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Poll Shows the Impact Abortion Will Have on Americans' Midterm Votes

AP Photo/Amanda Andrade Rhoades

Last month, a leaked draft opinion from the Supreme Court case Dobbs v. Jackson Women's Health Organization showed the Justices poised to overturn the landmark case Roe v. Wade, which legalized abortion in all 50 states in 1973. Americans in a poll released today shared how abortion will impact how they will cast their vote in the midterm elections this November.

Voters in a new Gallup poll say that the issue of abortion will impact their vote in the midterm elections more than ever. The agency began asking the question to voters in 1992. This sentiment is shared more heavily by Democrat voters rather than Republicans, Gallup's write-up emphasizes. 

In the wake of the Supreme Court leak, abortion appears to be a crucial voting issue for more Democratic and liberal voters than for Republican and conservative voters. Whereas 37% of Democrats and 38% of liberals say they would only vote for a candidate who shares their views on abortion, 24% of Republicans and conservatives say the same. And fewer than one in 10 Democrats (9%) and liberals (6%) say abortion is not a major voting issue for them, compared with 21% of Republicans and 22% of conservatives…There are also significant gender differences among registered voters, with twice as many women (36%) as men (17%) saying they would only vote for a candidate who shares their views on abortion.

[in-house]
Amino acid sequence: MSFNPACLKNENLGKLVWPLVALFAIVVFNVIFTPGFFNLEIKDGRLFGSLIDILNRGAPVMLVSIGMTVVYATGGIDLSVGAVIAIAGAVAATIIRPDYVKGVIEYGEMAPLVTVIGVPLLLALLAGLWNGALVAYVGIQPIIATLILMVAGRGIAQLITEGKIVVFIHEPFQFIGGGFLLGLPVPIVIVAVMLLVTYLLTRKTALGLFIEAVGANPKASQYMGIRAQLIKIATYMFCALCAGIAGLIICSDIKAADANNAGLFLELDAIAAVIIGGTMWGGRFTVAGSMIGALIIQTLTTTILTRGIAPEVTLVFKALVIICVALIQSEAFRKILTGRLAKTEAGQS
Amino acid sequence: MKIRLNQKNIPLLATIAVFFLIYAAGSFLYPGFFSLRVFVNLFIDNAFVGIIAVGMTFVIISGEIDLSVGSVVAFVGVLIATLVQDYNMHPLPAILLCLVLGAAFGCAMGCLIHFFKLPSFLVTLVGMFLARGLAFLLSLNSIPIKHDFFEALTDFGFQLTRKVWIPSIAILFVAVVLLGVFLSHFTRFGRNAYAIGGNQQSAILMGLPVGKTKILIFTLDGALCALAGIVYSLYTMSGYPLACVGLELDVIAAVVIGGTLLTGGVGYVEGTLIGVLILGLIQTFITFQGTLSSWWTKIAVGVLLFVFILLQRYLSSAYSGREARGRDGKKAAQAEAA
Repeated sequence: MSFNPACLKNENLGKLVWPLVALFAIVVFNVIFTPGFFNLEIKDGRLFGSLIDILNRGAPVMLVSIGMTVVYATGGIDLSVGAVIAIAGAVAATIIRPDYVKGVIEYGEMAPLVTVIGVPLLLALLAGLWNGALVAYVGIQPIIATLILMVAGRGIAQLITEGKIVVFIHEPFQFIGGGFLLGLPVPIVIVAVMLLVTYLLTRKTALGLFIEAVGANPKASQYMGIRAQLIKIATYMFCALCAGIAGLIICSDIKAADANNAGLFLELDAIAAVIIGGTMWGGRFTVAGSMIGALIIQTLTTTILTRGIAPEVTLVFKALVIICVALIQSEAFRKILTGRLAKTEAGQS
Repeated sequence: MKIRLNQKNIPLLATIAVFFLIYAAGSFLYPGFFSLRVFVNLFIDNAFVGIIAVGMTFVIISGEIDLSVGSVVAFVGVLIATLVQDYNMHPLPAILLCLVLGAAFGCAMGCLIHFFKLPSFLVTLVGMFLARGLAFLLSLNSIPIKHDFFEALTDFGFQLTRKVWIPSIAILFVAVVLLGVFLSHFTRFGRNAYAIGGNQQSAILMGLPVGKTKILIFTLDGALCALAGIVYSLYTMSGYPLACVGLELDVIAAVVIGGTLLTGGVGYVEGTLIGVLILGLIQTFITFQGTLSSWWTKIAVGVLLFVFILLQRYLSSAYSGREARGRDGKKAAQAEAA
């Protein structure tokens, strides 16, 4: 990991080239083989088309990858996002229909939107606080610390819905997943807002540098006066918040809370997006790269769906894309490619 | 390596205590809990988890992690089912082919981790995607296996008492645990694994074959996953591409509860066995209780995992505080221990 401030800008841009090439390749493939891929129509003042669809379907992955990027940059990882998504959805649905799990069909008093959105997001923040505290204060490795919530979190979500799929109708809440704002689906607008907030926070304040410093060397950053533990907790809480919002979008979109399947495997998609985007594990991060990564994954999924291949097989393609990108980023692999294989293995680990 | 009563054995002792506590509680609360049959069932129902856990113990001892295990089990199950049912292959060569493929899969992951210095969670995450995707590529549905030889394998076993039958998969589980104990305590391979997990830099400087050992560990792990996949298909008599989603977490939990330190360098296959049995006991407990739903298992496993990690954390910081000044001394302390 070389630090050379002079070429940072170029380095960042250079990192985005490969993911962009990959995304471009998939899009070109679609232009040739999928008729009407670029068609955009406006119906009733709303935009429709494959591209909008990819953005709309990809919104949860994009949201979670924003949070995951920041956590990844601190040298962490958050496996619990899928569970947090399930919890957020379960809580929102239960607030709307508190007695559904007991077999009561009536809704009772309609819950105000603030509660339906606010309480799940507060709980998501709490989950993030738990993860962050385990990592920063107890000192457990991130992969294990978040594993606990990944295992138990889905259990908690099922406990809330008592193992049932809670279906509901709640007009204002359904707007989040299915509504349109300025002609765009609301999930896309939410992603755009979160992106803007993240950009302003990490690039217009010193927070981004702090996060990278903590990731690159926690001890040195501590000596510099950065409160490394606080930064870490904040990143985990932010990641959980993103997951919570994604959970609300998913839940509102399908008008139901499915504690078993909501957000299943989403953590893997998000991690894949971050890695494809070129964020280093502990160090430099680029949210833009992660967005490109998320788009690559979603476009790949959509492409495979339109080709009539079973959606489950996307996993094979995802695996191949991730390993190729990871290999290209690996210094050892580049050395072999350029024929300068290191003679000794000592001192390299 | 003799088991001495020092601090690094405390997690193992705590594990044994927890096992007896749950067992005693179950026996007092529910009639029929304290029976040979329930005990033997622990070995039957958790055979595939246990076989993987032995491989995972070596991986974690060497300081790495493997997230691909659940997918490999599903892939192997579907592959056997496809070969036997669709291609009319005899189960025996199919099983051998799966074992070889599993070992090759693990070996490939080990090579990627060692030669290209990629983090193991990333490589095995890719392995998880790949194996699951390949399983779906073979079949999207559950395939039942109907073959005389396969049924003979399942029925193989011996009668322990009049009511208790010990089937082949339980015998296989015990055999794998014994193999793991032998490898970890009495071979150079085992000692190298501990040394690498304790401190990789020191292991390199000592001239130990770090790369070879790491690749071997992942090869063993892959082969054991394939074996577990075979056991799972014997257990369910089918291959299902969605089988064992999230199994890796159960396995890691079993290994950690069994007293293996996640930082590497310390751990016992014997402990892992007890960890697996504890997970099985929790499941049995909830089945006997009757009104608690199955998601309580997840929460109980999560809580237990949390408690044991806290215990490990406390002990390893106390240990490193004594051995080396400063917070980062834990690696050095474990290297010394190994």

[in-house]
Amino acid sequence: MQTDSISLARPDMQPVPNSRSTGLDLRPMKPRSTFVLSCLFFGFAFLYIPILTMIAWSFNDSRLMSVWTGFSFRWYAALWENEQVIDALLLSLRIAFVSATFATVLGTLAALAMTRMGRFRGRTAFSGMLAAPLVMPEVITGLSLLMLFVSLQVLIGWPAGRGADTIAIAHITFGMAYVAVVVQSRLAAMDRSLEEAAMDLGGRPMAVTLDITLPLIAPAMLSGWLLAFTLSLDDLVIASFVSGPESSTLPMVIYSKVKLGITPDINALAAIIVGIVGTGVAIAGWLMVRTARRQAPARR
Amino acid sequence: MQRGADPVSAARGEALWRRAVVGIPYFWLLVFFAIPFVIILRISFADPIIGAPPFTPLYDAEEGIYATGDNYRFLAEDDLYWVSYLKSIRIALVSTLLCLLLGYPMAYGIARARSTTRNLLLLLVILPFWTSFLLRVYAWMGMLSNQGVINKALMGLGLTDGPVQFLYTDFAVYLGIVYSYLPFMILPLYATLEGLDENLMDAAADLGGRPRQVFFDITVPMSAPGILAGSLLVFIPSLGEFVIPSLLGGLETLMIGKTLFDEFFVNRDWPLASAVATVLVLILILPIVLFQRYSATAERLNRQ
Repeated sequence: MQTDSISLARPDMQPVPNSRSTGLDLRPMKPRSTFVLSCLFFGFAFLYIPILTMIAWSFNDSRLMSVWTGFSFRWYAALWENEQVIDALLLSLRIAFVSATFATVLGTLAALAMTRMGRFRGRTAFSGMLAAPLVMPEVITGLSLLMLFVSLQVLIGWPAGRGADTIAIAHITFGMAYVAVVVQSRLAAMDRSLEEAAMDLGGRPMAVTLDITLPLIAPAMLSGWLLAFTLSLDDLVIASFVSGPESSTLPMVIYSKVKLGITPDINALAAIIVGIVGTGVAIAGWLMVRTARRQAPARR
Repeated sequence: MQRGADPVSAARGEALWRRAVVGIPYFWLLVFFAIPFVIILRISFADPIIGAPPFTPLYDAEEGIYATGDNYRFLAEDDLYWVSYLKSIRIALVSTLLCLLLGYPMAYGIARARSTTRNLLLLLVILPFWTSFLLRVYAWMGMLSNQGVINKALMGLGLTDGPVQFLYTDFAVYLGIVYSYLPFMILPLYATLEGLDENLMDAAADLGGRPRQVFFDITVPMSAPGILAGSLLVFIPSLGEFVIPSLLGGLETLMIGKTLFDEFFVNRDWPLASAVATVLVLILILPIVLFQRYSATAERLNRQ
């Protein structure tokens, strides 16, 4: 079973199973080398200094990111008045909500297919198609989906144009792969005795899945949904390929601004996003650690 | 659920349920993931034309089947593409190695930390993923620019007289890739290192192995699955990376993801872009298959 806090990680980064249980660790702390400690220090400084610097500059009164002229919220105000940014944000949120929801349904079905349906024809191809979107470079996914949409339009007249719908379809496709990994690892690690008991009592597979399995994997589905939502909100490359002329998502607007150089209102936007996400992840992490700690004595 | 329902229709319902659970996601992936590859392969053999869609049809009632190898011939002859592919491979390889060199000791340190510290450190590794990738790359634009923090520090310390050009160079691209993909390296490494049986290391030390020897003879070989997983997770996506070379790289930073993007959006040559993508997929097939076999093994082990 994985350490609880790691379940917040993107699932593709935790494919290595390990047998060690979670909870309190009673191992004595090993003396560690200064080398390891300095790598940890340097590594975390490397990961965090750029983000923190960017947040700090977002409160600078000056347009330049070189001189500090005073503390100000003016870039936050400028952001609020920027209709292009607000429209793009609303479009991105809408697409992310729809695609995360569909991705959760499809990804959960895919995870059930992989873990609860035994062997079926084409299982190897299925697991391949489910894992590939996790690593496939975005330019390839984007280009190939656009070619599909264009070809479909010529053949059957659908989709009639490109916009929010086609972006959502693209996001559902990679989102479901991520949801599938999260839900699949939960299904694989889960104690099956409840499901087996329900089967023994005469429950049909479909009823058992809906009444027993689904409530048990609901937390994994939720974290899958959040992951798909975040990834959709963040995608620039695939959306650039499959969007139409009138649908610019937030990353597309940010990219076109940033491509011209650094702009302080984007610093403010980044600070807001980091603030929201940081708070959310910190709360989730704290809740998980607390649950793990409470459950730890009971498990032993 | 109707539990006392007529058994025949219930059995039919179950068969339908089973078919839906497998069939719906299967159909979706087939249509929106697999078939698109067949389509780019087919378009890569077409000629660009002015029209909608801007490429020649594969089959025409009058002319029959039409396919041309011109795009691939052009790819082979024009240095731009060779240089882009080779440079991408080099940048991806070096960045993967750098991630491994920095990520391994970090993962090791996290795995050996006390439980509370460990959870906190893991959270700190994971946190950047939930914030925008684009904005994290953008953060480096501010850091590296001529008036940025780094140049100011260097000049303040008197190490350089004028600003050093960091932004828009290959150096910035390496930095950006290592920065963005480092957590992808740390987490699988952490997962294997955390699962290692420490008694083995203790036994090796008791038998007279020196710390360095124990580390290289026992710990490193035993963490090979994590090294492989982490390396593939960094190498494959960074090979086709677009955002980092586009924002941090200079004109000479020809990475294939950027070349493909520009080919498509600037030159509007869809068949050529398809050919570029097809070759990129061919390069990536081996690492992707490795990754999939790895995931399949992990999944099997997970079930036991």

The poll found that 90 percent of registered Democrats identify as "pro-choice" and 70 percent of Republicans identify as "pro-life." Overall, 58 percent of voters identify as "pro-choice" and 38 percent identify as "pro-life." 

Only 16 percent of voters in the survey said abortion is "not a major issue" ahead of the midterms. More than half, 54 percent, said that abortion is "one of many important factors." Twenty-seven percent said that their candidate "must share their views" on the subject. 

Given the increase in the percentage of voters who say they would only vote for candidates who share their views on abortion and the increase in pro-choice identification this year, the issue appears to be a greater advantage for the pro-choice side than the pro-life side in this fall's elections.

Overall, 17% of U.S. registered voters identify as pro-choice and say a candidate must share their views on abortion to receive their vote. That compares with 10% of voters who identify as pro-life and require policy alignment on abortion. In most prior election years, the two sides were more closely matched on this measure of abortion-centric voting, with pro-life abortion issue voters having a slight edge.

The poll was conducted from May 2 to May 22, just hours before the leaked draft opinion from the Supreme Court was published. 


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